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Adv Enzyme Regul. 1999;39:205-34.

The regulation of acetyl-CoA carboxylase--a potential target for the action of hypolipidemic agents.

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Department of Pharmaceutical and Biological Chemistry, School of Pharmacy, University of London, UK.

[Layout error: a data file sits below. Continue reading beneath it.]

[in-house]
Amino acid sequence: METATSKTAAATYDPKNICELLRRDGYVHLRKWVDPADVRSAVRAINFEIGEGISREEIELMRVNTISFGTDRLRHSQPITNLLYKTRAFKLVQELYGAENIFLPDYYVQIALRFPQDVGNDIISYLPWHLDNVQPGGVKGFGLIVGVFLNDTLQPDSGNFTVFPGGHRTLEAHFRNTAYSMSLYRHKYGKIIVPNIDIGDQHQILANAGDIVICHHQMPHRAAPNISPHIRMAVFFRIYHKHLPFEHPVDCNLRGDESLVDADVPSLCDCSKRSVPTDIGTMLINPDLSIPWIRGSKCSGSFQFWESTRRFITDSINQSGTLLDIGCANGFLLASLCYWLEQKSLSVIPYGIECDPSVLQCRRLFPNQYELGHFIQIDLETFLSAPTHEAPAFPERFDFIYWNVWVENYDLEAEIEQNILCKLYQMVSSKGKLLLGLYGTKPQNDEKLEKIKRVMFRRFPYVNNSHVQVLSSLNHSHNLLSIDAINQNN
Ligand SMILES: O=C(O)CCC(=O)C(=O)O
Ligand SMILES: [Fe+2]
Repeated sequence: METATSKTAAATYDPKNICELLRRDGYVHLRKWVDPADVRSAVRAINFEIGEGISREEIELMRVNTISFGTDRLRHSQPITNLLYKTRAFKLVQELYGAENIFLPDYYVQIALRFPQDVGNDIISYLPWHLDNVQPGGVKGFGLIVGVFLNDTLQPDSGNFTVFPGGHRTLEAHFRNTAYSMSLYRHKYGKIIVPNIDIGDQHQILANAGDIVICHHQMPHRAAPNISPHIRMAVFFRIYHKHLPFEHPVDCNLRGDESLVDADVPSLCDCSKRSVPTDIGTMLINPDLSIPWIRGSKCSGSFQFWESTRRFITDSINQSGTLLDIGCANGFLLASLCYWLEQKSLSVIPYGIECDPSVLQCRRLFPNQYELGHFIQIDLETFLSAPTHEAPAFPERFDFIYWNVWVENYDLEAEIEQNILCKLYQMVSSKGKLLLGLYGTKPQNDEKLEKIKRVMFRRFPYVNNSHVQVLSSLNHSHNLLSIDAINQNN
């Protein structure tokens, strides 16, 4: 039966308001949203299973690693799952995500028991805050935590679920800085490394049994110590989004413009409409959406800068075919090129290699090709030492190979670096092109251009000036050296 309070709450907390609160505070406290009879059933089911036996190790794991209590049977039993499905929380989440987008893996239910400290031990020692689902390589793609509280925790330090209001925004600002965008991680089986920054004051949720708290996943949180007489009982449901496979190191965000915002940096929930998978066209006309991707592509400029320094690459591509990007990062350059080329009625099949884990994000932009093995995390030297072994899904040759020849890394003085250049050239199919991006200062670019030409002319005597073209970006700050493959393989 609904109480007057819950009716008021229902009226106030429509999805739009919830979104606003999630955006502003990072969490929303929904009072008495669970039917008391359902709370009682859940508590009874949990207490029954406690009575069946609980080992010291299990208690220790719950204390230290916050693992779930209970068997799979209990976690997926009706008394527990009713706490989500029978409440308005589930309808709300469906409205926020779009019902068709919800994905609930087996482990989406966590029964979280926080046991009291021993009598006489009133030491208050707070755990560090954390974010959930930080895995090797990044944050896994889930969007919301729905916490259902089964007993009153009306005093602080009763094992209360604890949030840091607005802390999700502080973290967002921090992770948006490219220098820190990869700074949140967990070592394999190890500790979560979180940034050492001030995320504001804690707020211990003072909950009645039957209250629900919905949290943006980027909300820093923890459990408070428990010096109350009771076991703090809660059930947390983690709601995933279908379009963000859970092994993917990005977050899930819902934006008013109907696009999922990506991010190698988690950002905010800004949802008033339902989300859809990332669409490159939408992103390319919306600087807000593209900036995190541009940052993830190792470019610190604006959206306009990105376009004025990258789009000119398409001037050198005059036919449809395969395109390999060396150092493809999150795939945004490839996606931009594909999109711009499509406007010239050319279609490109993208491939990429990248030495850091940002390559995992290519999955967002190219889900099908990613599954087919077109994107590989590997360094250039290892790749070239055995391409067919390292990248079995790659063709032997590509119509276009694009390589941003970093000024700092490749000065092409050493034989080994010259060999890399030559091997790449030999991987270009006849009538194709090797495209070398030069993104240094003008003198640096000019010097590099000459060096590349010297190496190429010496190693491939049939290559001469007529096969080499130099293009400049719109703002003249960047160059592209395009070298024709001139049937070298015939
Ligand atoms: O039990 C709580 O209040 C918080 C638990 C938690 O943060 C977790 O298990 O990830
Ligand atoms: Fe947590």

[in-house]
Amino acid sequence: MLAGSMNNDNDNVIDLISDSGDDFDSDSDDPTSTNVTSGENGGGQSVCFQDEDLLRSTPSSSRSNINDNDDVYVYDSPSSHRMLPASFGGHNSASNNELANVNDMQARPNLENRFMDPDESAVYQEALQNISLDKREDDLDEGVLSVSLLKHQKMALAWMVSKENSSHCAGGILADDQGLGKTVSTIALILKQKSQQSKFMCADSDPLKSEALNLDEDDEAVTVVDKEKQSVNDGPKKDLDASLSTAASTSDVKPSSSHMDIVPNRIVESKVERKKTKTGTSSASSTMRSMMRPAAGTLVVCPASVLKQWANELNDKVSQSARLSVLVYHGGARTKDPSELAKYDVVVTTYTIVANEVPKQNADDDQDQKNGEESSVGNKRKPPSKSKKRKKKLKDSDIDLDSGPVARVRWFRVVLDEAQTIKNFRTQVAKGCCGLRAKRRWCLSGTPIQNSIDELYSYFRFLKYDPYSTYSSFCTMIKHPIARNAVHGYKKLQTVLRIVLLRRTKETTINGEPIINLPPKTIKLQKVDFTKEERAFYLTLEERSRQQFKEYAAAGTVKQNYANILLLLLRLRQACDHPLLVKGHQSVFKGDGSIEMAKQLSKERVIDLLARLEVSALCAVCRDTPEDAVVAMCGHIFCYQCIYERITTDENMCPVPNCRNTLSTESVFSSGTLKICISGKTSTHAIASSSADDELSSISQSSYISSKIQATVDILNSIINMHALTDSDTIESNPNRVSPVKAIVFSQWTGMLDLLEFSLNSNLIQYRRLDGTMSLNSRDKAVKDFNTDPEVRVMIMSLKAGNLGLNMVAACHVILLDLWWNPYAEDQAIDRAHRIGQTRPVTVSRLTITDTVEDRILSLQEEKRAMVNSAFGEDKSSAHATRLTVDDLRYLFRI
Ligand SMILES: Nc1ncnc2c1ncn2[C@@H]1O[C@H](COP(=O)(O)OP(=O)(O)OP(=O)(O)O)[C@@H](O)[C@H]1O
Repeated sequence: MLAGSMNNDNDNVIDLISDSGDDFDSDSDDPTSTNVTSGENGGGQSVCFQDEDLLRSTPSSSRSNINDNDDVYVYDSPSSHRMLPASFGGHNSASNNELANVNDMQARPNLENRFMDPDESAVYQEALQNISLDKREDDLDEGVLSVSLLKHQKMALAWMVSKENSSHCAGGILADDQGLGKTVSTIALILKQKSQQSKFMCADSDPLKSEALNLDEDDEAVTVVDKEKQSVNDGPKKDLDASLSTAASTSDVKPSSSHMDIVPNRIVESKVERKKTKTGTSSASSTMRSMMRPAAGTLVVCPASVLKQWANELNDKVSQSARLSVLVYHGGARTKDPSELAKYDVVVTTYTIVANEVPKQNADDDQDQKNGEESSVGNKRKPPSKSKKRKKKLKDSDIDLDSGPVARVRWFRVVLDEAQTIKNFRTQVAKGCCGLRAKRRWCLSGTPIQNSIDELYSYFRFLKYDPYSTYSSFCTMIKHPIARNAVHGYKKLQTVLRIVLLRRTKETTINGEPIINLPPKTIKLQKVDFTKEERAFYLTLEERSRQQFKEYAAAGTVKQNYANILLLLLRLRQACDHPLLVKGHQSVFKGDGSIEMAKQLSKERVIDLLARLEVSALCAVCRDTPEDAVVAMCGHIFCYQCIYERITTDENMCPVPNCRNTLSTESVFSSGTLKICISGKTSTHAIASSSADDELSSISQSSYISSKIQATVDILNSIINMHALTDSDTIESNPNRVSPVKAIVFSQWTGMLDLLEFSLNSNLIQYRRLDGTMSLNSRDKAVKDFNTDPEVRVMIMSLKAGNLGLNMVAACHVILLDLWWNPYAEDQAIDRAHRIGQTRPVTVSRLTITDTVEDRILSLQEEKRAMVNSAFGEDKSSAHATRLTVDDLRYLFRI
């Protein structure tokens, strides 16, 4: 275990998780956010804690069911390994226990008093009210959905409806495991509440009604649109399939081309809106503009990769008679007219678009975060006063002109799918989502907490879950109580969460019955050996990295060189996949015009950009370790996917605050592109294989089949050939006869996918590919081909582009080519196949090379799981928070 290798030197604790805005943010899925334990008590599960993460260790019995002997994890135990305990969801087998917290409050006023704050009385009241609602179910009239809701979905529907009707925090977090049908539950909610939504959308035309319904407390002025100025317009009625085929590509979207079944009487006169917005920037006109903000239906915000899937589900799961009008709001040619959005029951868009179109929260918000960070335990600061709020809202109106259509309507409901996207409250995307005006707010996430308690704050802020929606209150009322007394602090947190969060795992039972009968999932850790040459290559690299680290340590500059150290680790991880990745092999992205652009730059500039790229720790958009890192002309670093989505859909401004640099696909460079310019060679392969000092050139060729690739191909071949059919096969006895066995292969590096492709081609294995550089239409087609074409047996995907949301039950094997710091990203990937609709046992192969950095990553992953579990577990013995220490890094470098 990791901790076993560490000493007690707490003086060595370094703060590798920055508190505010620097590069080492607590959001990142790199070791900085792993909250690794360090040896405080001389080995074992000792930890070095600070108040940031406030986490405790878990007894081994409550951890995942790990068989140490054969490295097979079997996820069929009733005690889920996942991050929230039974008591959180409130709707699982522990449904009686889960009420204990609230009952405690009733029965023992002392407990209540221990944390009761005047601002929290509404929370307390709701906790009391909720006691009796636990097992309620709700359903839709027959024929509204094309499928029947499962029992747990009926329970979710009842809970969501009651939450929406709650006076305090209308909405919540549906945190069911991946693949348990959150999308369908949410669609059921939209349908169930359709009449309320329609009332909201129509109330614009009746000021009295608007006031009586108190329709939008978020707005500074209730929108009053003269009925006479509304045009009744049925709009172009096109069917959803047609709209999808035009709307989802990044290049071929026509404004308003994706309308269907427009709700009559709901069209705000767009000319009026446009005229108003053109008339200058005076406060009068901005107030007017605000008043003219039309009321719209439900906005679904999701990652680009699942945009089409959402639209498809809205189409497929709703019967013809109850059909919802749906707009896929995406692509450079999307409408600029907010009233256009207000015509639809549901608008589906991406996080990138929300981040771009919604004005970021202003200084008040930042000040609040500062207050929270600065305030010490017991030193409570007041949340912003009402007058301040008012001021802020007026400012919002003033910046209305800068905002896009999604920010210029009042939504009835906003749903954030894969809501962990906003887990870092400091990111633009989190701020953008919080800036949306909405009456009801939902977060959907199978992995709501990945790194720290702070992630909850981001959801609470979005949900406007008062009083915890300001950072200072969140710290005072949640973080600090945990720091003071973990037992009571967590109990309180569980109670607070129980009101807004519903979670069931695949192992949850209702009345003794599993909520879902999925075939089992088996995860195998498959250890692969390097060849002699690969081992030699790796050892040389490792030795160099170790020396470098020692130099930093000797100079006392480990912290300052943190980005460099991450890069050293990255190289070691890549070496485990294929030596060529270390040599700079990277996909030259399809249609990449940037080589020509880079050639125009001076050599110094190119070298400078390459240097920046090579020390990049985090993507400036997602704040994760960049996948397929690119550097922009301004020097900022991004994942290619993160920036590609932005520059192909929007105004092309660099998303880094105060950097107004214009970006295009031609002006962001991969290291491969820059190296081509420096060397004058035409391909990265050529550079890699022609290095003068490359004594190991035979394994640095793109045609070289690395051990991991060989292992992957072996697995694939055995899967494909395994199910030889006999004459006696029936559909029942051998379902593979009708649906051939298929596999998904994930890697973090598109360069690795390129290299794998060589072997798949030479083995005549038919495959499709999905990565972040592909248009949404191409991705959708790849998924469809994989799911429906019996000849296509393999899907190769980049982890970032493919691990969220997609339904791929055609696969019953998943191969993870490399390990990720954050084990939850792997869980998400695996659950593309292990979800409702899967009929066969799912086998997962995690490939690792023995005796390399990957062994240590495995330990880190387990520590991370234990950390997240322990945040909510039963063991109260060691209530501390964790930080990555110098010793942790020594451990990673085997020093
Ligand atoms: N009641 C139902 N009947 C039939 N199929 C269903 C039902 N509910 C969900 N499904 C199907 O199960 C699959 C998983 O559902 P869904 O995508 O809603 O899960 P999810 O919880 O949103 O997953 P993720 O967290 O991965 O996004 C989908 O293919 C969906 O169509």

ACC exists as two major isoforms ACC1 or ACC alpha, and ACC2 or ACC beta, and there is evidence that they play separate roles in the production of malonyl-CoA for fatty acid synthesis and the control of mitochondrial beta-oxidation, respectively. ACC alpha can be regulated at the level of gene expression, allosteric regulation of the enzyme, and reversible phosphorylation by AMP-PK. Emerging lines of research suggest that similar mechanisms of regulation exist for ACC beta. Its inactivation in heart and skeletal muscle through phosphorylation by AMP-PK is becoming well-established. ACC is an important target of certain hypolipidemic drugs such as the fibrates. This is not simply because ACC alpha inhibition decreases the synthesis of a lipid component of VLDL because fatty acids synthesized de novo in liver are not always major contributors to VLDL lipid (158); it is also because ACC beta inhibition leads to a decrease in malonyl-CoA levels and the disinhibition of fatty acid oxidation. Partitioning fatty acids towards oxidation and away from esterification is an important aspect of the lipid-lowering effects of fibrates. Fibrates could use any of the mechanisms of ACC regulation to decrease activity. They could repress ACC gene expression through the activation of PPAR alpha, and fibroyl-CoA esters could inhibit ACC allosterically just as TOFyl-CoA does. However, we have demonstrated a rapid inactivation of ACC in cultured rat hepatocytes by gemfibrozil that is mediated by activation of AMP-PK and the subsequent phosphorylation of ACC. The end result is the inhibition of hepatic fatty acid synthesis and a possible activation of beta-oxidation as evidenced by the increased production of ketone bodies. The mechanism through which fibrates activate the AMP-PK cascade, the role of PPAR alpha, the physiological responses of biosynthesis and oxidation and the use of these mechanisms by other hypolipidemic agents are areas of ongoing investigation.

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